ANSTO is the home of Australia’s most significant landmark and national infrastructure for research. Thousands of scientists from industry and academia benefit from gaining access to state-of-the-art instruments every year.
What we do at ANSTO?
ANSTO works across areas such as health, the environment and the nuclear fuel cycle to find solutions to some of the biggest questions in science for the benefit of all Australians.
ANSTO’s First Research Reactor: HIFAR
HIFAR was Australia's first national research reactor. It was central to the research that occurred at ANSTO and it operated safely and reliably for almost 50 years. The reactor was in operation between 1958 and 2007, when it was superseded by OPAL - the Open Pool Australian lightwater reactor.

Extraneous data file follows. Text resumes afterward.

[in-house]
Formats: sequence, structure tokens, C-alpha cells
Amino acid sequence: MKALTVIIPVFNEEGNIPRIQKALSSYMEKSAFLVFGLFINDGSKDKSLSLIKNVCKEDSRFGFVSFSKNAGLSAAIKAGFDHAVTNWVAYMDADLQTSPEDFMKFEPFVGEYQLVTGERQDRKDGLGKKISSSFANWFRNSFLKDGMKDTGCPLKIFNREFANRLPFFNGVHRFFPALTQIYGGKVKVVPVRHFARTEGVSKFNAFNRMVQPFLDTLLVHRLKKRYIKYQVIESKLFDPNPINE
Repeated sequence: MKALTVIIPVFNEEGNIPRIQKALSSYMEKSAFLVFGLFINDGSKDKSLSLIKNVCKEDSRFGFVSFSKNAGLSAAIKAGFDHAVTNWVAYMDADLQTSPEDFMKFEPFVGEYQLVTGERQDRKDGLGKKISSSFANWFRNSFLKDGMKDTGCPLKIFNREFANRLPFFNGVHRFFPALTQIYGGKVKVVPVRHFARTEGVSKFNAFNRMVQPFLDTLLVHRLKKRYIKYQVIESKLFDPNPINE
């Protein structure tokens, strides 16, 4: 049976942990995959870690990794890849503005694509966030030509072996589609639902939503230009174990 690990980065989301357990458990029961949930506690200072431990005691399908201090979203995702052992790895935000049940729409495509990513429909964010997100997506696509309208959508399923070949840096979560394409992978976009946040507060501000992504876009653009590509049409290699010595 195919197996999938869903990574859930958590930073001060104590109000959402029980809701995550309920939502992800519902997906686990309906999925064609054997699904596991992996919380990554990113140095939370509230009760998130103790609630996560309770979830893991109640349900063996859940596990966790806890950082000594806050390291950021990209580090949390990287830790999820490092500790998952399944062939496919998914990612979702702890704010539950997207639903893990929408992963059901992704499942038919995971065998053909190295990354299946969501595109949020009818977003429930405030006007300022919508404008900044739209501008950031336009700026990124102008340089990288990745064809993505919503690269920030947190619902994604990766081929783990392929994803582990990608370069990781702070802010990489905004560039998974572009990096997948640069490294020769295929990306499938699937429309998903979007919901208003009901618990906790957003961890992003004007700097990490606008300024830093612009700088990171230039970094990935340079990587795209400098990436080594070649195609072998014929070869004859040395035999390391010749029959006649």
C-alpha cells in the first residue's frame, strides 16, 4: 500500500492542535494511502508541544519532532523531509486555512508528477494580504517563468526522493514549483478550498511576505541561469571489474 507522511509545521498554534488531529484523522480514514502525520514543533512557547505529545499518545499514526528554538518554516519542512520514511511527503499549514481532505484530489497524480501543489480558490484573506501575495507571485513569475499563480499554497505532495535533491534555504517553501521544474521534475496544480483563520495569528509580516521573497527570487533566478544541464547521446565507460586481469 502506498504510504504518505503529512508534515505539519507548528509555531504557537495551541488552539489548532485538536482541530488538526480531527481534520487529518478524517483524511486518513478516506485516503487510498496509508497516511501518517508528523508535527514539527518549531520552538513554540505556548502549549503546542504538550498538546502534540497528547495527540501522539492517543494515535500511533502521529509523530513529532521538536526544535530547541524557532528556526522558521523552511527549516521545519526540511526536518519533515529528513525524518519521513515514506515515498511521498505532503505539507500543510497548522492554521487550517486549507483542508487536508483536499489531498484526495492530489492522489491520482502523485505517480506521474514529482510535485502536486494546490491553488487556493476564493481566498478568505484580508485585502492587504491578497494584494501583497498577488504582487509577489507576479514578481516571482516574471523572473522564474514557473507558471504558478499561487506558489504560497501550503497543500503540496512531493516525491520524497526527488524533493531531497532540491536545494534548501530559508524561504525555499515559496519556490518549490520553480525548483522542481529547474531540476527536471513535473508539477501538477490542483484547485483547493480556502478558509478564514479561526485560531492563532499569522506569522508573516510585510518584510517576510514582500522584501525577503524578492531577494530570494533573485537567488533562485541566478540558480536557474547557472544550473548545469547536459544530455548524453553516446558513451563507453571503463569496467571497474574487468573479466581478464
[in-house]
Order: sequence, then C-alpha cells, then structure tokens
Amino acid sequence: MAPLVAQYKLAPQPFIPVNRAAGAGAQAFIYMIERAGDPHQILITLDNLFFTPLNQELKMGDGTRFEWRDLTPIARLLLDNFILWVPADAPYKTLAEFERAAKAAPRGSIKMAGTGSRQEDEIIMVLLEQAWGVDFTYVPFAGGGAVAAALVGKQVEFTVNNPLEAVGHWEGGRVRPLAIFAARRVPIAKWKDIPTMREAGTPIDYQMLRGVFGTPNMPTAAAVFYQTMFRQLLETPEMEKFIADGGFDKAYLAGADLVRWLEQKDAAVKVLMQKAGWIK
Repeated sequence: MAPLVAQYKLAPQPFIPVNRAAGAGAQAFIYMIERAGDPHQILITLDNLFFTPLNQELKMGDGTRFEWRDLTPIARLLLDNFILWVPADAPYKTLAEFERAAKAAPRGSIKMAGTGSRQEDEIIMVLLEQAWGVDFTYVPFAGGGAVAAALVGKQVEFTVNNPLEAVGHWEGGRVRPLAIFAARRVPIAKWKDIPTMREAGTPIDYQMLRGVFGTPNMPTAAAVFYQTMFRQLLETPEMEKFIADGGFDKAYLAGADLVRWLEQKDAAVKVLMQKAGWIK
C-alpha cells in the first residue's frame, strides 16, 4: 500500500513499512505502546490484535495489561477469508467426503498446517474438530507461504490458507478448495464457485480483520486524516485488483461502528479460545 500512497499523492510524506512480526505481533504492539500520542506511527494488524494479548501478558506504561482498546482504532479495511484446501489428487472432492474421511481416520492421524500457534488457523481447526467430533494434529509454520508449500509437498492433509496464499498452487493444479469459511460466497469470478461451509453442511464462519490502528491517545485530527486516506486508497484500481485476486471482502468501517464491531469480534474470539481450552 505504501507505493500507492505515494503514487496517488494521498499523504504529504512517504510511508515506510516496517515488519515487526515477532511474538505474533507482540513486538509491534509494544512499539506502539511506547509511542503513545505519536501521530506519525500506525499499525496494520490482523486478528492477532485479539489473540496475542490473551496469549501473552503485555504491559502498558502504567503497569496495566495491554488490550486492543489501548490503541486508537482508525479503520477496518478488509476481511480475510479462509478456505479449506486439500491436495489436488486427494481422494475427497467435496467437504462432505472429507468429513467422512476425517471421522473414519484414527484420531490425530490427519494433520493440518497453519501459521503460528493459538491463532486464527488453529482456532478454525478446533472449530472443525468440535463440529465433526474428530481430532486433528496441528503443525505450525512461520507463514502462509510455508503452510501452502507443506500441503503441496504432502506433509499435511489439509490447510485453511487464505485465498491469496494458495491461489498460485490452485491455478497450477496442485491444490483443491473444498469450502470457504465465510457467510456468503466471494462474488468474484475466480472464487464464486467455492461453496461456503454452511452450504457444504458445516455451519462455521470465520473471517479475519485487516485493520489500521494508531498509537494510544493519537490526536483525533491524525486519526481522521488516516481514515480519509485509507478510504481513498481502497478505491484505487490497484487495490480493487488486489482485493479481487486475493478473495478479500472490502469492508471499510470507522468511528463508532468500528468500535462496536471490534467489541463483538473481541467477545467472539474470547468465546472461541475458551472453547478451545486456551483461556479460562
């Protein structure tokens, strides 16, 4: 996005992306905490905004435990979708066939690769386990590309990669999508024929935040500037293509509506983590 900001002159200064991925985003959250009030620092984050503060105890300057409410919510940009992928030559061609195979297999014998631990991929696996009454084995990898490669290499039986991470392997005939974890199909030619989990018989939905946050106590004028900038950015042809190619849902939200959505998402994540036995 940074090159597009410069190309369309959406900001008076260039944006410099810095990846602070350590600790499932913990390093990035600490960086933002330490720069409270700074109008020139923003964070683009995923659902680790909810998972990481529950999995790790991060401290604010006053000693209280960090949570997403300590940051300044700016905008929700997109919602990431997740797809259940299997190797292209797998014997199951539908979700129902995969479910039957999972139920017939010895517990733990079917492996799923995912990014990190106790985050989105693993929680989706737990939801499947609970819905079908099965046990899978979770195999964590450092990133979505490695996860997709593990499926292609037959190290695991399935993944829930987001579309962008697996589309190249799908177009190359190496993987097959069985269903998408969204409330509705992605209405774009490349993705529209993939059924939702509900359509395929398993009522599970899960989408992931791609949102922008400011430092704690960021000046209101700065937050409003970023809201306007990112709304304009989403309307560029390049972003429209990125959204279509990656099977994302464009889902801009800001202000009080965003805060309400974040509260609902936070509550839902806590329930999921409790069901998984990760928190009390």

The purpose of HIFAR was to produce neutrons for the production of nuclear medicine and for scientific use. Neutrons are subatomic particles found in the nucleus of all atoms. HIFAR produced neutrons through the process of fission, the splitting of a large atom uranium, into two smaller ones; and one or more neutrons. Fission occurs when a heavy nucleus absorbs a neutron and splits. Some of the neutrons given off in the process of fission, after slowing down (losing energy), are used to keep the fission chain reaction going.